Franklin School Committee
RE: Statement regarding Franklin Public School Policy on Monuments
Dear Mr. Clement,
I am writing in response to your recent statement regarding the Franklin Public School policy on memorials. I am a Franklin resident and the father of three children, the eldest of which will be entering the school system next year. My family is in the beginning stages of the long fulfilling journey as yours was and for similar reasons, we chose Franklin as our home.
I have been following this debate through posts and articles on blogs like Franklin Matters and groups like Friends in Franklin. I have not participated in the debate to this point because it does seem to be quite a sensitive issue, as you stated, and I don’t have a child in the system at this time. However, it won’t be long before my children are enrolled and I am very concerned by your statement. (and even more so, the spirit in which it was written.)
I would like to start by saying that I honestly do believe your views regarding the policy are genuine and heartfelt. I would also like to say your general point that “every life matters” is certainly something I agree with. Notwithstanding, your statement contained many comments that I found troubling coming from an influential decision maker on the School Committee.
You state that “the scope and nature of the memorials should be the same for everyone” and “everyone should be given the same honor and recognition.” This is a very naive view and absolutely should not shape policy for an institution that is so vital to preparing our children for the challenges life will certainly bring. I agree that an individual’s recognition should not be based on their “means or influence”, but to say that everyone is the same is wrong. Should a Franklin Public School student who goes on to develop a clean and renewable energy source or product be honored and recognized the same as an FPS student who chooses a life of crime? Regardless of your personal opinion, the reality is, no. While it can be difficult for a child to deal with not getting the recognition he or she feels they deserve, it is devastating for a person to believe that, no matter their accomplishments, their greatness will never be recognized. A “same for everyone” vision should be strictly applied to an individual's rights. On the other hand, a "same for everyone" vision left unchecked has the potential to crush the human spirit. I do realize that a policy regarding a monument at a public school is not going keep men like Bill Gates and Mark Zuckerberg from changing the world, but a systematic view that we are all the same, will.
You wrote that “School is where we teach our children how we want the world to be.” I find this to be the most unsettling statement you made. School, particularly public school, is not meant to be an institution that promotes some individual’s view of “how the world should be.” There will never be universal agreement on world views, nor should there be. Every school policy should be rooted in preparing a child for the challenges of life and how to reach their fullest potential. Schools should prepare students to create, recognize and take the avenue of opportunity. A school that tells its students that they will all just simply get the same opportunity is not being true to its students nor is it fulfilling its obligation to the community to which it serves.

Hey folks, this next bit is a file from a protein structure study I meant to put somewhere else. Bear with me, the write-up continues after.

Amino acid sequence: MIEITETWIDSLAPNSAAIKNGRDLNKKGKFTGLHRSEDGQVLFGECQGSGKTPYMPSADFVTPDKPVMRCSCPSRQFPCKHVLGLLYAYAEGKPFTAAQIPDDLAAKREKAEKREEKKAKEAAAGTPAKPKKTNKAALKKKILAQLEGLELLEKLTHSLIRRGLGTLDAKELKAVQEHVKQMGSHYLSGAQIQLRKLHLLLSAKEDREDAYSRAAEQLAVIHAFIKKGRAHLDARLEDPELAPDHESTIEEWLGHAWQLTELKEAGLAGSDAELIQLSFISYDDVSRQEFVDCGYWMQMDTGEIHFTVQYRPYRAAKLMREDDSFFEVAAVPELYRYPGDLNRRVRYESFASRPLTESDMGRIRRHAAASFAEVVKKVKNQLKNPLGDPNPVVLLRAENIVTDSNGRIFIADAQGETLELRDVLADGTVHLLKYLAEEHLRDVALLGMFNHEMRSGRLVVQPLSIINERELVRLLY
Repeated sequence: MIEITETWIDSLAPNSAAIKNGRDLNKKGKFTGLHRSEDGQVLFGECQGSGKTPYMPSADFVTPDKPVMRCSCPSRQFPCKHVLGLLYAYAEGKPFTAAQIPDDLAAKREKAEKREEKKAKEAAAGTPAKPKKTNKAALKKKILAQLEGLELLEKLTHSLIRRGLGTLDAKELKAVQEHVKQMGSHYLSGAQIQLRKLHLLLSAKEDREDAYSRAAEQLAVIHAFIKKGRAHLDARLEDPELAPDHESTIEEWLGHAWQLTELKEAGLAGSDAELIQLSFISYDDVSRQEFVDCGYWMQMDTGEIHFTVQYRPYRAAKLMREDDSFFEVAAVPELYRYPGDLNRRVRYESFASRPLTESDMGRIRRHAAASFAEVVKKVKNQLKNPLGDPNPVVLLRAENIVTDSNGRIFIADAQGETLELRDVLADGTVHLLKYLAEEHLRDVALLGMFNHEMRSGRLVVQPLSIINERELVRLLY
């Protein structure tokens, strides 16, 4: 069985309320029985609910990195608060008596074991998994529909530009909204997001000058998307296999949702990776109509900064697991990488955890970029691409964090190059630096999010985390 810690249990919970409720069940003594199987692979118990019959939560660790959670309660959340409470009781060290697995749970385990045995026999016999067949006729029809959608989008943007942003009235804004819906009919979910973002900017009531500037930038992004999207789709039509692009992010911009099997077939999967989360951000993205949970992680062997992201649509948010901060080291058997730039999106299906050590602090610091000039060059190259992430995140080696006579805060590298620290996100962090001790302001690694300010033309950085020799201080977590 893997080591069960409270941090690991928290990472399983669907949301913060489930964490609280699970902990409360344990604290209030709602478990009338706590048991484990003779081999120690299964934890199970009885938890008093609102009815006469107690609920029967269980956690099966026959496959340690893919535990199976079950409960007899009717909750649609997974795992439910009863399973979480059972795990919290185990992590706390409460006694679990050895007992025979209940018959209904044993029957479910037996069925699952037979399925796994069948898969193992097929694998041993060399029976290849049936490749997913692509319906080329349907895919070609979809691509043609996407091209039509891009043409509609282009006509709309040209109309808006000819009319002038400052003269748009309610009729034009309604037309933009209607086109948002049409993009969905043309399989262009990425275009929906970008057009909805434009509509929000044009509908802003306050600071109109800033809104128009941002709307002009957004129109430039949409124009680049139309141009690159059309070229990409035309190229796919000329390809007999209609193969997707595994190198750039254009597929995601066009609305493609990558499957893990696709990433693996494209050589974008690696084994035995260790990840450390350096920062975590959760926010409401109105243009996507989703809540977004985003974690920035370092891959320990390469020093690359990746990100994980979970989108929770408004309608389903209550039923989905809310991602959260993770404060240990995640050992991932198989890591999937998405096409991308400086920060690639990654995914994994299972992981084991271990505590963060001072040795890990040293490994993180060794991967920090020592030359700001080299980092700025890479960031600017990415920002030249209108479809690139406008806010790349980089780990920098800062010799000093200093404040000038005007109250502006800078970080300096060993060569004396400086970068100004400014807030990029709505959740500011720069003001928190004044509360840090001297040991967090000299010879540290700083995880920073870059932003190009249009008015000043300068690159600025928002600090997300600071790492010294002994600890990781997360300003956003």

Personally, I do not agree with the current policy regarding memorials. Schools have always honored and continue to honor individuals for their scholastic achievement. Whether it's through academics, athletics, arts and music, or community involvement, schools have rightfully recognized these students as examples of what to strive for. A family who makes the most of an unbelievably tragic event by turning it into an inspiration to many people for years to come should be celebrated. To view a memorial as recognition of someone's "means and influence" is missing the point. The school system and community has failed the student who views a memorial in that manner.
I respectfully ask you and the other Franklin School Committee members to reflect on your responsibility to the community. While this memorial policy may be insignificant in the grand scheme, the influence of your decision making is not. Please recognize and understand the purpose of your position. Review your vision and mission statement. Ask yourself if you are truly fostering students’ knowledge and cultivating each student's potential, or are you imposing your personal world view on an institution meant to promote unlimited opportunity?Sincerely,
From the Franklin School Committee home page:
The Franklin Public Schools will foster within its students the knowledge and skills to find and achieve satisfaction in life as productive global citizens.
The Franklin Public Schools, in collaboration with the community, will cultivate each student's intellectual, social, emotional and physical potential through rigorous academic inquiry and informed problem solving skills within a safe, nurturing and respectful environment.
Trevor's statement can be found here (including other background links)
|the proposed Kristin Graci Class of 2007 Memorial|
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